Can the newly discovered life growing on plastic waste be considered another proof of adaptation? A whole new group of microscopic creatures has been found growing of the vast amount of discarded plastic floating in the world’s oceans, according to ABC.net.au. While that is no excuse for us to continue dumping plastic waste in oceans, it offers a fresh perspective on climate change.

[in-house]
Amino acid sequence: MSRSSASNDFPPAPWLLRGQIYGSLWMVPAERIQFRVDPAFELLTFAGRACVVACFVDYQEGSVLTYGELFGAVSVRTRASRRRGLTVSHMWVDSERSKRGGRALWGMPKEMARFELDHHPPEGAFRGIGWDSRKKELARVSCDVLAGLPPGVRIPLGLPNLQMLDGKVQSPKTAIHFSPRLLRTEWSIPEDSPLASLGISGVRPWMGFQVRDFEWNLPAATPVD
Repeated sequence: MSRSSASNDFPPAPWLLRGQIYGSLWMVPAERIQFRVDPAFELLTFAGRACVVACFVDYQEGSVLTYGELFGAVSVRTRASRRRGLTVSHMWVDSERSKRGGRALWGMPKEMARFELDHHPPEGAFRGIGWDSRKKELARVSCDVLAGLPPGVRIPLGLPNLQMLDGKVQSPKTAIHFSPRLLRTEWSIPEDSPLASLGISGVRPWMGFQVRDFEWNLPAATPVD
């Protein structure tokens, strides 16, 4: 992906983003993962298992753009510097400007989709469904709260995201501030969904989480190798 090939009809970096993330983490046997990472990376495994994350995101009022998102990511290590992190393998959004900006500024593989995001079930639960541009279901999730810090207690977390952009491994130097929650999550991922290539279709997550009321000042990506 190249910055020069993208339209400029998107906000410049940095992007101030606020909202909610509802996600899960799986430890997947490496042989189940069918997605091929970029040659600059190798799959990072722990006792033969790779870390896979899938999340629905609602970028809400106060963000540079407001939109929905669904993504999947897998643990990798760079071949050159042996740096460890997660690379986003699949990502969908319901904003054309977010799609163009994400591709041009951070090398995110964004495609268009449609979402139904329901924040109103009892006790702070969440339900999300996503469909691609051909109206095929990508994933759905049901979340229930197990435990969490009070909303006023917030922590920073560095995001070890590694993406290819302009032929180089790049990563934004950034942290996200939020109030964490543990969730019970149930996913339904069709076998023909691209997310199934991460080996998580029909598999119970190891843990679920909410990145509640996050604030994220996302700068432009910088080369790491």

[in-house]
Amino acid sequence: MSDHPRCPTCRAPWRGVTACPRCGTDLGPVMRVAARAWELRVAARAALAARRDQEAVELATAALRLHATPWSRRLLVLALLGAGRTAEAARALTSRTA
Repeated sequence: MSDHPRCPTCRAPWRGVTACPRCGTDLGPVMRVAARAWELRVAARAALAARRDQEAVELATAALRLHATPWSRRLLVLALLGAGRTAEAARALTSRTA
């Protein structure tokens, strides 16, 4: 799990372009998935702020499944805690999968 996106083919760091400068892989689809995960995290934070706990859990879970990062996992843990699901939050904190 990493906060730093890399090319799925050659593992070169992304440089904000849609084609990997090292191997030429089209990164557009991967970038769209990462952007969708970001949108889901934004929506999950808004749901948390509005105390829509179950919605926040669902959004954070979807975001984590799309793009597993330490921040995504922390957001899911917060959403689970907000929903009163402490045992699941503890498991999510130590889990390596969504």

It is possible that there might be many more species out there trying to adapt to climate change. As for humans, technology is on their side to help them sustain in such climatic conditions for now. It won’t be too long until we have to struggle for adaptation as well. Current technologies are under scrutiny as to whether they are sustainable to help us to sustain on this planet. Perhaps a rather unconventional route towards adaptation might lie in learning more about the ability of a Dutch world record holder, Wim Hof, commonly nicknamed the Iceman for his ability to withstand extreme cold.